Aviv Alush has a ten-year career as an Israeli actor, but this weekend, his worldwide exposure erupted as he played Jesus onscreen in the adaptation of Paul Young’s The Shack. In the film, a man finds himself invited to discourse with the Trinity, who show up physically with a desire to help the man recover from his “Great Sadness.” Sam Worthington plays the man, Mack, who is still grieving and angry over the murder of his daughter; joining Alush as members of the Trinity are Octavia Spencer as Papa and Sumire as the Holy Spirit or Sarayu. As he wrapped up a week of interviews to promote the film, Alush called in from Los Angeles to explain his role in a ScreenFish.net exclusive.
Alush’s first-ever English language film is a big one, and one he almost turned down because his wife was expecting their third child. But the production team wouldn’t stop, and he found a way to make the days of shooting required of him and be present for the birth of his son. While he’d begun reading the book in the process, Alush switched over to the script and explored how Young, producer Brad Cummings, and several screenwriters had crafted this version of the cinematic Jesus. To prepare, Alush said he didn’t do much differently; he just attempted to convey the emotions and character written on the page.
“I got from the script that I needed to be a good friend, and be there for Mack,” Alush explained. “All I needed to do as an actor was to be calm and to be there in each moment of my scenes.”
Referencing a scene where Alush’s Jesus walks on water with Sam Worthington’s Mack, he said that his and Worthington’s humanity was front and center. “I remember Sam saying, ‘what if I don’t want to go?’ I said, ‘this is about free choice, you don’t have to go. This is a movie – I can’t handle you!’
“Jesus was not going to fight you, he was going to let you feel comfortable and calm. He is asking you to trust him, so just go and do it. At that moment, I understood exactly what I need to do, to be there, to push him, but to give the choice.”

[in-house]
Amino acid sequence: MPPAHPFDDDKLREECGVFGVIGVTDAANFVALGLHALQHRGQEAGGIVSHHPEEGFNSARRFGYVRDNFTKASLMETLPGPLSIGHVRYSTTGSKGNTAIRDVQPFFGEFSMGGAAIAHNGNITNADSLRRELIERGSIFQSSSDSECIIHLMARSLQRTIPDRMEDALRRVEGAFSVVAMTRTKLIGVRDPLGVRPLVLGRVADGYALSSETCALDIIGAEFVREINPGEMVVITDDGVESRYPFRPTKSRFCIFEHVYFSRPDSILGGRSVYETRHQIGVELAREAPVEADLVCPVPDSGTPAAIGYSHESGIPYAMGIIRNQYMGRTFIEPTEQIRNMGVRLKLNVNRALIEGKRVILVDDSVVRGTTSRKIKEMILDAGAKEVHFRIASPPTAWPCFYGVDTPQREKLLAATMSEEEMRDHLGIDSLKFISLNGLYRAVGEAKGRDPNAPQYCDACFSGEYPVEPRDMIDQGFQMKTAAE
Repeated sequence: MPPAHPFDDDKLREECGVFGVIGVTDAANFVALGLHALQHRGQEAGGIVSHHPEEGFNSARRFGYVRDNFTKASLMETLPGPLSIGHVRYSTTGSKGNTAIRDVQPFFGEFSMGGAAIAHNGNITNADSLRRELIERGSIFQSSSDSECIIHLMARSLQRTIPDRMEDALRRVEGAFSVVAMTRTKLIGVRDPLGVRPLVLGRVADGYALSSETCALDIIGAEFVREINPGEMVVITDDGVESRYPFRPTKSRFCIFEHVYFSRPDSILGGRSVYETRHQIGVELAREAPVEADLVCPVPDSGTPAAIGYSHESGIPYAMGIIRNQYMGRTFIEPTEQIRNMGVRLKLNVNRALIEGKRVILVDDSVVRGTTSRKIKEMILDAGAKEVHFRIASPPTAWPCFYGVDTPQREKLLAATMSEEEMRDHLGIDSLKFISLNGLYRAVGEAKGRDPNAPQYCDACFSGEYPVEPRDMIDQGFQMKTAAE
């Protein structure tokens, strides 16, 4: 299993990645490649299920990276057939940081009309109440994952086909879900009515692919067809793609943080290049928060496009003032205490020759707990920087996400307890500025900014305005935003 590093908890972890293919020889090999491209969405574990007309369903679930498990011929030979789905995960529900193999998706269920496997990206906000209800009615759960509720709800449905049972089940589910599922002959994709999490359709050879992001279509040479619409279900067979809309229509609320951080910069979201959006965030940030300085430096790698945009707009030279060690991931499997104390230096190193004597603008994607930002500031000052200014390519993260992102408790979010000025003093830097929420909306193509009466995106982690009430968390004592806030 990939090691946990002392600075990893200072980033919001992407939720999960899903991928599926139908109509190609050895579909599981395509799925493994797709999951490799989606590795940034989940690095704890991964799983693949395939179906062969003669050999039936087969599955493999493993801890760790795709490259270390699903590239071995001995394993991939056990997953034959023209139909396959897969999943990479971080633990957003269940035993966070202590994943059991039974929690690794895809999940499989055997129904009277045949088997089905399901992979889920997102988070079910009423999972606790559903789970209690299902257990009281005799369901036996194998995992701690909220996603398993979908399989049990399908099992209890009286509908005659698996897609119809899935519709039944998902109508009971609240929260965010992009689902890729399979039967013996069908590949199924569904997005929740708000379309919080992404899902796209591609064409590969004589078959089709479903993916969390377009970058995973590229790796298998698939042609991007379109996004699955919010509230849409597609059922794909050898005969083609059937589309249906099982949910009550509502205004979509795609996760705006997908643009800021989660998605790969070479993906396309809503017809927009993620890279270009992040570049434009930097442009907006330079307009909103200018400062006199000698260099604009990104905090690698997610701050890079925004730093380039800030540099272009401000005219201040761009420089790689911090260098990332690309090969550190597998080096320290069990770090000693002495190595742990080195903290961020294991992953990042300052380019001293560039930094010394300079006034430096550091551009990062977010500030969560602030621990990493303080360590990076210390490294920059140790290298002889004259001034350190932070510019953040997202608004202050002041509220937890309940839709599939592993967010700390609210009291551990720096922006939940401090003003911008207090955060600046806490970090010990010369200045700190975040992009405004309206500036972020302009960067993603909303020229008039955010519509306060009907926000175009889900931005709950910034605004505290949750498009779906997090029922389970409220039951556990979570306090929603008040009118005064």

Still, it’s not even a scene that Alush is in that he called his favorite, instead sharing how forgiveness captured the sentiments of the movie in a scene with Mack and his daughter. Alush just shared that he’d cry and cry watching the scene, recognizing that people truly struggle with those emotions and how the film relates them. It’s what The Shack offers that Alush thinks makes it so powerful.
“I think they can learn so many things!” he exclaimed. “First of all, the movie touches people. It gives people the base of faith, that there is a God. It doesn’t matter who you are or where you’re born, there is a God who created everything. I also think people can be change by this movie, by forgiveness, forgiveness for the things we feel guilty about – we can be moved by that.”
While I admitted to being a proponent of the film’s message, I asked Alush what he thought of those who felt angry or threatened by the presentation of the Trinity in a way different from what they expected.
“If someone is looking to find something good there, they’re going to find it. Not everyone can be happy with everything. I think it’s a beautiful thing – that God appears like Octavia Spencer! I can tell you that there are no blonde haired guys with blue eyed in Israel!” He said, chuckling.
“People can find bad things in a beautiful flower. They live with it, bravo. But we need to keep on with love, and I think this movie was created by love and to promote love.”
There you have it, folks. Straight from Jesus himself.